It was 1975, raining like hell, water leaking through the skylight of my 1965 VW bug. Every time I got into the car, I sat in a puddle. It was my first post-college newspaper job, the Gilroy Dispatch. I wrote features about the town of Morgan Hill, earning $400 a month for full-time work, spending $100 of that to keep my car going on the commute from San Jose.
As with most assignments, this one took me down a country road that turned from pavement to gravel to mud. I was wet and miserable, but when I entered that rustic house and saw what I was there to write about, I was entranced.This young mother made pictures out of fabric, like little quilts. They were puffy. They had layers and textures. I wanted to touch them. I wanted to know everything about how she did it.
As I interviewed her, taking pages of notes, children and dogs ran around, screaming for attention. I took pictures with my husband’s Minolta SRT 101 and hurried back to the office darkroom to process the black and white film. Unfortunately, I was only one session into my photography class when I took the job, and I ruined the pictures. I had to go back in shame with a Polaroid camera, but that gave me another chance to look at these magical fabric creations. I was a stitching fool in those days, always sewing, embroidering, knitting or crocheting. I had tons of leftover fabric, and I couldn’t wait to try this.
That weekend, I started making my own fabric pictures. My first project was intended to be a yoga mat, but it quickly got too elaborate to put on the floor. Clearly I knew nothing about the nonstick yoga mats people use now, but I filled it with a stretching cat, a moon and stars, an infinity symbol, clouds and sun. Guessing at how to do it, I placed the colorful top over a layer of batting and a layer of plain muslin fabric, sewed them together and started stitching through all the layers by hand, adding extra batting to make the clouds fluffy. I made a fabric frame filled with more batting so it would be puffy, too. And I hung it over our bed with upholstery tacks. Then I rushed to make more.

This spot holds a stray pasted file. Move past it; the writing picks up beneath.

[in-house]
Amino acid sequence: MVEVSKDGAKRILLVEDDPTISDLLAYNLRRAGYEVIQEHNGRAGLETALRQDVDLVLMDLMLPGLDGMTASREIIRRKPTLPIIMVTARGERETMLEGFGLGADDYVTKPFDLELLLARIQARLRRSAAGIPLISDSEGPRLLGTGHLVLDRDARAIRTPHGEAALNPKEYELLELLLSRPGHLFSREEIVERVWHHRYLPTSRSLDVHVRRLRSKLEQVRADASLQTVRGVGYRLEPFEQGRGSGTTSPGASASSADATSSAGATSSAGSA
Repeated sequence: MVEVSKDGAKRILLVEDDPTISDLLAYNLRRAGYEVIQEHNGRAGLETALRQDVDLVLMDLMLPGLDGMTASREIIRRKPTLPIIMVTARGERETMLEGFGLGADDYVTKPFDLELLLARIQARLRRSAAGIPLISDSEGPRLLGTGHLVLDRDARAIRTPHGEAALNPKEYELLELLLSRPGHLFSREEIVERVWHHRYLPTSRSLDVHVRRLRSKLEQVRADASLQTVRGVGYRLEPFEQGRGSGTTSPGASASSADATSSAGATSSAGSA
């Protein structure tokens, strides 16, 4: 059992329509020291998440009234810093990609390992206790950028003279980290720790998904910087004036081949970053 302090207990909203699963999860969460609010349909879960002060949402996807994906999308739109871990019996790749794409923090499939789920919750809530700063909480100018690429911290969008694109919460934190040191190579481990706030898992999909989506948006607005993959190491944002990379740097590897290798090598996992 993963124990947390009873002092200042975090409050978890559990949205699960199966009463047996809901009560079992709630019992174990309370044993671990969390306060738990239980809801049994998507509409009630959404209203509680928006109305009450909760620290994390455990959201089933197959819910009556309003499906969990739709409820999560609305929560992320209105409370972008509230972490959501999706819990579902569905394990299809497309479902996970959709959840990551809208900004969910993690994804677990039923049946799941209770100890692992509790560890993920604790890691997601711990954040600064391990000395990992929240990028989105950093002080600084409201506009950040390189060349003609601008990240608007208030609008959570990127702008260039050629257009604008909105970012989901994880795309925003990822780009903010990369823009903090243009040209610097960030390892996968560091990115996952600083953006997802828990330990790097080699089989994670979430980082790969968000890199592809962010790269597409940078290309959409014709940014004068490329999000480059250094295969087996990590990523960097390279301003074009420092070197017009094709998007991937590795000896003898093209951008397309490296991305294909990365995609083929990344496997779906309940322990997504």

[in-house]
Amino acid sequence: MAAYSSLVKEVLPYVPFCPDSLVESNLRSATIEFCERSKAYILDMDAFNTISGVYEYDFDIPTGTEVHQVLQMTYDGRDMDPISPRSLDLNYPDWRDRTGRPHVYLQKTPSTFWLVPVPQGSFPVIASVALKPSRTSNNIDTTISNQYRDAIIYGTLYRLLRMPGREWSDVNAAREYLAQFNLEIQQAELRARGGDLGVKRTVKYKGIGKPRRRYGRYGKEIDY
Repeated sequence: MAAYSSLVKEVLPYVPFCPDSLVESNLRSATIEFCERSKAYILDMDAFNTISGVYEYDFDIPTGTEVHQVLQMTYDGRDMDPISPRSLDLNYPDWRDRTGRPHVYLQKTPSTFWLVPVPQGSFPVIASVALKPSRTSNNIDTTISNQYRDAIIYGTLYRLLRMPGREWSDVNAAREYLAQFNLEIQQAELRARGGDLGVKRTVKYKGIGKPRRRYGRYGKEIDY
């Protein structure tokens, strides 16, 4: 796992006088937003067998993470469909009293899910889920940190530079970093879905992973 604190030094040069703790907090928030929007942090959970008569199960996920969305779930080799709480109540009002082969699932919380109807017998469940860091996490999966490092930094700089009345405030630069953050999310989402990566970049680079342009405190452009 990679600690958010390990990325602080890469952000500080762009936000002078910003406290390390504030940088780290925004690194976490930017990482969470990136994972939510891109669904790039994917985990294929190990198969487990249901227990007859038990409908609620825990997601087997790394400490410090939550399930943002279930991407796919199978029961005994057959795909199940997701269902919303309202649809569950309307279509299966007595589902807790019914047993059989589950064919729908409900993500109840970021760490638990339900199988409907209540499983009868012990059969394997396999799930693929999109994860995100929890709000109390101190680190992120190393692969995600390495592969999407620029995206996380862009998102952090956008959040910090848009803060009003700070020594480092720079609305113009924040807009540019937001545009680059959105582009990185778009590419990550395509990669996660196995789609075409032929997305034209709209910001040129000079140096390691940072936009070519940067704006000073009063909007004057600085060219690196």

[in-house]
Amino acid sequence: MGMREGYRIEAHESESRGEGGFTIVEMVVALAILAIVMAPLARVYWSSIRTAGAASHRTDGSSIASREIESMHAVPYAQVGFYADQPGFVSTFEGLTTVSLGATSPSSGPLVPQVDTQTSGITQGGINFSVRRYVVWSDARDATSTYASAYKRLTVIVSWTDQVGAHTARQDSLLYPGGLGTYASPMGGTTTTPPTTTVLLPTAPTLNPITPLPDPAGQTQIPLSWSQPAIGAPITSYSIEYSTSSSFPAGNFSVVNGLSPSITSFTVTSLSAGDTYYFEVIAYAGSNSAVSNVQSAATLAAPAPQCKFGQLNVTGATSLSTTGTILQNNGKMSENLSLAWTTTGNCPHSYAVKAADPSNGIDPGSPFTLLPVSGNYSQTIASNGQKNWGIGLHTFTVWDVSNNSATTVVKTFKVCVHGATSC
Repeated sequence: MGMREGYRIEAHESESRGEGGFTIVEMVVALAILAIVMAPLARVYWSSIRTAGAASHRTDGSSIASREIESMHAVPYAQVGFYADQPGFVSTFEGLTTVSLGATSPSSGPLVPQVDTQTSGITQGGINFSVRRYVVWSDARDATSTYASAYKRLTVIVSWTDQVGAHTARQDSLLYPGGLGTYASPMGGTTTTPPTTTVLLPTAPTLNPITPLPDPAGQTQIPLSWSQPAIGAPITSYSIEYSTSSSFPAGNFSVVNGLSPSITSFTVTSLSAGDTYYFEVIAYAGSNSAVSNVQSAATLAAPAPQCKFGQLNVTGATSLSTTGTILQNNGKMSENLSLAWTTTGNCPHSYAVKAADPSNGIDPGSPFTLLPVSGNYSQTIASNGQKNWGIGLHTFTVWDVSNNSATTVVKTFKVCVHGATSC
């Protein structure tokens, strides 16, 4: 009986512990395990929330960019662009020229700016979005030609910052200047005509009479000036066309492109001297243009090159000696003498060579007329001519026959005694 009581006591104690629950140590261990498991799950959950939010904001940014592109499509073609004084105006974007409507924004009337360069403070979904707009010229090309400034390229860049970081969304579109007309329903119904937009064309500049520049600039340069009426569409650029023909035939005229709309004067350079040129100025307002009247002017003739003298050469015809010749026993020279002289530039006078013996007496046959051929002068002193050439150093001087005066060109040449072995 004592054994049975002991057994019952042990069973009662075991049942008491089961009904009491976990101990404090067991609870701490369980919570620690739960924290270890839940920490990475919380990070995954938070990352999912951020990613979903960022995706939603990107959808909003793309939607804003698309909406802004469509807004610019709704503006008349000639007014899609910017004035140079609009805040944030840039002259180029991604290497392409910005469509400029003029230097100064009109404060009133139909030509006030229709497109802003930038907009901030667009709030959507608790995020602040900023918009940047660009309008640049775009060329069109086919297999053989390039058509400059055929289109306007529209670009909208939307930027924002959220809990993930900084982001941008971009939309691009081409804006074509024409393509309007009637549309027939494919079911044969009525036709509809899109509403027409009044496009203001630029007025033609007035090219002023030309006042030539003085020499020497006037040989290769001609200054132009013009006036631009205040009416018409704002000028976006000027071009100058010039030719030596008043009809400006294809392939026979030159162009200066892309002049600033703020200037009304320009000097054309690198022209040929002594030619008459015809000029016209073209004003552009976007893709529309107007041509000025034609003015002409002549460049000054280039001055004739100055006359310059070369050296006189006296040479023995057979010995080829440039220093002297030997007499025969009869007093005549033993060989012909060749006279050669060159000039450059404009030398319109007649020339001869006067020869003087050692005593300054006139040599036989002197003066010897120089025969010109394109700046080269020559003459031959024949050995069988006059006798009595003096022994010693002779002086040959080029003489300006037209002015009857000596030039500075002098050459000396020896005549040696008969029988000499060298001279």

One of my favorites is a weeping clown face I made the year my first marriage ended. Another shows the lineup of bottles in my kitchen window years ago. A musical quilt shows a bent guitar–I had just interviewed a guy who did surreal art and thought it would be cool. Also, it fit better. You may be able to tell from the signatures that most of my quilted pictures were made in the 1970s and ’80s, when my last name was Barnard instead of Fagalde or Lick. That’s a long time ago
By now, real quilters are shuddering in horror. No measuring, no pressing, no mounting it on a proper frame? No. I was just having fun with it. I read some books, but I didn’t take a class. I wasn’t aiming to earn blue ribbons or compete with other quilters.
But many years have passed. I haven’t done much sewing lately. The closest I have gotten in recent years to using my leftover fabric was sorting it by color into boxes of blue, red, black, green, etc. In a closet-cleaning frenzy last week, I considered throwing away all of my cloth and all of my craft supplies because I wasn’t using them anymore. Maybe I never would.
But Saturday, I went to an art quilt show in Yachats, a few miles south of here on the Oregon Coast. The show, titled “Gems of the Ocean,” included quilts from all over the United States and some from other countries, including the United Kingdom, Australia and Belgium. Those quilts were gorgeous works of art, far different from the quilts people make to put on their beds. I’d show you photos, but we were sternly instructed to keep our pictures off of social media. Too bad, but these are fine art, priced for hundreds and thousands of dollars. I can understand why the artists want to maintain control of where they’re shown.
These quilts are much more elaborate than my little projects. The artists layer cloth over paintings and photographs, piece together thousands of tiny bits of fabric, add beads, buttons and jewels, bits of knitting, zippers, and golden thread. These quilts are machine quilted, perfectly flat, perfectly squared–except for the ones purposely made round or uneven–and perfectly, professionally hung.
But they aren’t puffy like mine. And you could never sleep under them. I think I might try it again. Not for show. I want it to be fun. I need someplace where I can be goofy and imperfect. Maybe I’ll take another look at all that fabric and see what pictures come to mind.
Meanwhile, here are some links where you can look at art quilts online.
If you find yourself on the Oregon Coast, visit the Latimer Quilt and Textile Center in Tillamook. Their quilts and resources for textile artists will blow you away.
Text and quilt photos copyright Sue Fagalde Lick 2017